Start using Safari 5.2 now with the the free-of-charge Safari Developer’s Program!
Along with the Mountain Lion reveal, Safari 5.2 briefly mentioned but not talked about much. Perhaps there isn’t really much to talk about in the new update. And together with Messages beta, Apple has also seeded a developer preview of the upcoming Safari 5.2 to anyone who has signed up to the Safari Developer Program. So there really is two made-for-Mountain-Lion-application that’s available for use today! But what’s not known to many is that the Safari Developer Program is free of charge and once you’ve signed up, you will be entitled to download the developer preview of Safari 5.2 (or any other new versions of Safari for that matter).
So now that you know the only thing between you and Safari 5.2 is a Safari Developer Program login. But, should you update it to Safari 5.2 since it is currently only a preview? Does it feel buggy? Would the extensions that you are currently using on Safari 5.1 still continue to work?
These were the same questions that I had before I decided to give Safari 5.2 a test run.
And boy was I glad I did.
Firstly, the browser didn’t feel like it was a ‘preview’ version at all. In fact, I’ve been running it now for a couple of weeks and it’s a pretty stable built!
One of my hesitations to install the preview release of Safari 5.2 is that if it would break the plugins that I absolutely need for my browsing needs. One of it (actually the only one) is the 1Password plugin. If you are not aware what 1Password is, just jump ahead to the iTunes page here and the description will fully explain what it does. But if you’re lazy… in short, it’s the best password management software there is for Mac and Windows which also syncs to the respective 1Password app for the iPhone and iPad.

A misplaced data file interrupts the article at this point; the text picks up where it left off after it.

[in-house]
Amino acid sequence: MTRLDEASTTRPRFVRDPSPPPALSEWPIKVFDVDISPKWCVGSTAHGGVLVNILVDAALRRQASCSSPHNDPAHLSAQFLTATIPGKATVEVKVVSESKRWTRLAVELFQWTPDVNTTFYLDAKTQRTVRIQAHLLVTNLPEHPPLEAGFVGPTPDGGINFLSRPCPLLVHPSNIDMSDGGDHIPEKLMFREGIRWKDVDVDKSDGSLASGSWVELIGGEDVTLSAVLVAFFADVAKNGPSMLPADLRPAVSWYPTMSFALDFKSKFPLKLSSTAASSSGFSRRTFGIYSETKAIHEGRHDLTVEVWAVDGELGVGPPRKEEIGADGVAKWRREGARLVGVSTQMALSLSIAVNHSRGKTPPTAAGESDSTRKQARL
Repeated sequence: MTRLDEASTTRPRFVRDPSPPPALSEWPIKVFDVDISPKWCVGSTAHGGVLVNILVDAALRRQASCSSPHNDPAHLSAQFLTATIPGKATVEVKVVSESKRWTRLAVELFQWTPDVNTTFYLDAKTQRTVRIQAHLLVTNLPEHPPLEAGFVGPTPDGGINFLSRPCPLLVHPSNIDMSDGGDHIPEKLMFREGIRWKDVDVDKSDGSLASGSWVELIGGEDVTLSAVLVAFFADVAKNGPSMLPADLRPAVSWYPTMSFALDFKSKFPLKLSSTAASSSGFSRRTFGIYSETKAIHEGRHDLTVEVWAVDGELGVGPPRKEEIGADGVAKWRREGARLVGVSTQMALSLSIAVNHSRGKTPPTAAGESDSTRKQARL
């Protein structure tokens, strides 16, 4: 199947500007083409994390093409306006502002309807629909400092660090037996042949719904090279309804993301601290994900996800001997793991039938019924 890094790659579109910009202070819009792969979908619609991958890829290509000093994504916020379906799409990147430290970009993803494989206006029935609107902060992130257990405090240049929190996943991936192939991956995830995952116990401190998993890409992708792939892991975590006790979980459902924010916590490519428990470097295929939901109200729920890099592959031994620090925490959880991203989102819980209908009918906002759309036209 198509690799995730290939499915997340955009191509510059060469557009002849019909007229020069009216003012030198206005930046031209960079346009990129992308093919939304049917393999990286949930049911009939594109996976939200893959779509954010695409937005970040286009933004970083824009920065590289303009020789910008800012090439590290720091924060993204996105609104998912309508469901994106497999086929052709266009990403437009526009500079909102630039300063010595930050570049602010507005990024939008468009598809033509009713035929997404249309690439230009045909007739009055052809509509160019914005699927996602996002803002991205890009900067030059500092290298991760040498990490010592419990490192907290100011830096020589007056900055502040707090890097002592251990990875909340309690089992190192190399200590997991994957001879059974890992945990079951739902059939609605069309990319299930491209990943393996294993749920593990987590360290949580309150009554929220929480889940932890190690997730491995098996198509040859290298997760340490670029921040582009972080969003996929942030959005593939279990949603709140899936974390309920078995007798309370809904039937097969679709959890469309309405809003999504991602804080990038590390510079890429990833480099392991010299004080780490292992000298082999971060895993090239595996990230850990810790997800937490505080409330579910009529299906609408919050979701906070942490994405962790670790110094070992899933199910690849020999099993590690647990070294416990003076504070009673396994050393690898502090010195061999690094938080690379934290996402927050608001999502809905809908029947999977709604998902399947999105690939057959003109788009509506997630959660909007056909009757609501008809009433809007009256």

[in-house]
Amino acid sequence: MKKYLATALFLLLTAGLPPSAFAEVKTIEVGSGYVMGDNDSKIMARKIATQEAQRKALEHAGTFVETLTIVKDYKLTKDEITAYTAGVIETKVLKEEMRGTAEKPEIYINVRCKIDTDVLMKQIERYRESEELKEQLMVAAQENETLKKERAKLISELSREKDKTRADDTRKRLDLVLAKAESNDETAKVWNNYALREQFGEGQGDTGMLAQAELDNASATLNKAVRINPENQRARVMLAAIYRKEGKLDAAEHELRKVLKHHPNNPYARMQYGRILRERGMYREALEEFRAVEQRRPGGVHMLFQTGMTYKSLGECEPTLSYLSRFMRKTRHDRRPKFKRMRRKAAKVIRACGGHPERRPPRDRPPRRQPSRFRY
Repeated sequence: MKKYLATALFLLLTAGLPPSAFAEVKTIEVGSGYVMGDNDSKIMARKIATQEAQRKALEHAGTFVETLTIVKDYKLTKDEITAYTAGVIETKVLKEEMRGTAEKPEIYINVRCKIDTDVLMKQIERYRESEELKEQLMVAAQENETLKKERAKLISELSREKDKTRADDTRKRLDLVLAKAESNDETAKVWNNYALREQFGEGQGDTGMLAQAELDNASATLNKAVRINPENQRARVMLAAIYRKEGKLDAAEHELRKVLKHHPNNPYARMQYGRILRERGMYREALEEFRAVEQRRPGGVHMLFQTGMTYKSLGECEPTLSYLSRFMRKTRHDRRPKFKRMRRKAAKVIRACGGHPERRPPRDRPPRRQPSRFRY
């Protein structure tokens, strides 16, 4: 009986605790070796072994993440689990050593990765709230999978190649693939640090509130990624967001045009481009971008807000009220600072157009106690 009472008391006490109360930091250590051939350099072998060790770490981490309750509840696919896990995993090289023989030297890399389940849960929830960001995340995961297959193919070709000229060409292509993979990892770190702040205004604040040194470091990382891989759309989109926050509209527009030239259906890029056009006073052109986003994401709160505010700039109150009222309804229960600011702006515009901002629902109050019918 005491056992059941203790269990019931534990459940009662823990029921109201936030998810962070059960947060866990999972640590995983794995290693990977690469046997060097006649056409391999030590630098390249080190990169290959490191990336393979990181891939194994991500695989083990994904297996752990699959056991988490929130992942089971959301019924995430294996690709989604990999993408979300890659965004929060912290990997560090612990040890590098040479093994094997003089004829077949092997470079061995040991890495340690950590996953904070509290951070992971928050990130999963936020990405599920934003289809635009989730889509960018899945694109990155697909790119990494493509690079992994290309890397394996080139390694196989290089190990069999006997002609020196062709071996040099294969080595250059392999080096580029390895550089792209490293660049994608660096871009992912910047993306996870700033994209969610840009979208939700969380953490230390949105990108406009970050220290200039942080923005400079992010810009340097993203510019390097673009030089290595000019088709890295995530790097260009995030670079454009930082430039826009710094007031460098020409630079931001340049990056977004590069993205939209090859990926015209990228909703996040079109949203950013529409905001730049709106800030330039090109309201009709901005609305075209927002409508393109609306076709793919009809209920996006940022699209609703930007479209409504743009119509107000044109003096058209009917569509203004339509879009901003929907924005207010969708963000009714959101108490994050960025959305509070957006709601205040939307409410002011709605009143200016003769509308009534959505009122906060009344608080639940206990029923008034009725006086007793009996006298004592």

Anyways, to cut a long story short, I checked with Agilebits, the developer of 1Password, and they ‘unofficially’ stated that they ‘have not yet found any issues with 1Password’ with Safari 5.2! Voila, and there I went immediately installing Safari 5.2.
As you can see from the screenshot above, in a quick glance, there isn’t much difference from Safari 5.1. But if you start to take a closer look at the top part of the browser, you’d notice that the search bar is now missing, leaving only the single address bar!
To be honest, this isn’t really new in a browser. Firefox, Chrome and Internet Explorer had been able to do this for a while now. But it’s a nice welcome for Safari to finally support this unified address and search bar to de-cluter the browser as well as making searching a lot easier.
If you see from the screen grab on the left, you will see that the search isn’t just limited to your default search engine configured on Safari. It also searches through your browsing history, bookmarks as well as a keyword search on the page you’re browsing. If you notice, it also immediately shows your the number of matches of the Find on Page feature!
But in all honesty, I would still use the actual find feature (command+f) as it’s much faster to do so.
There are also other little differences that’s now defaulted in Safari 5.2. One it is the Reading List. Previously, the reading list is by default accessible from the icon (the one with the glasses) that’s available on the bookmarks bar. Now it’s defaulted on the toolbar on the top left just by the address bar.
One thing that’s missing however is the Share button that’s would showcase the native Twitter integration in OS X Mountain Lion. That I guess requires you to install OS X Mountain Lion to have it enabled.
The other subtle difference on the address bar is a permanent Reader button. Reader is a pretty cool feature that formats the current page you’re reading into a reader friendly view thats, well, reader friendly.
So there you go. Not much updates actually but the unified address and search bar is a much welcomed feature and if you have been waiting for this feature for a long while like I did, I find no reason why you shouldn’t install it.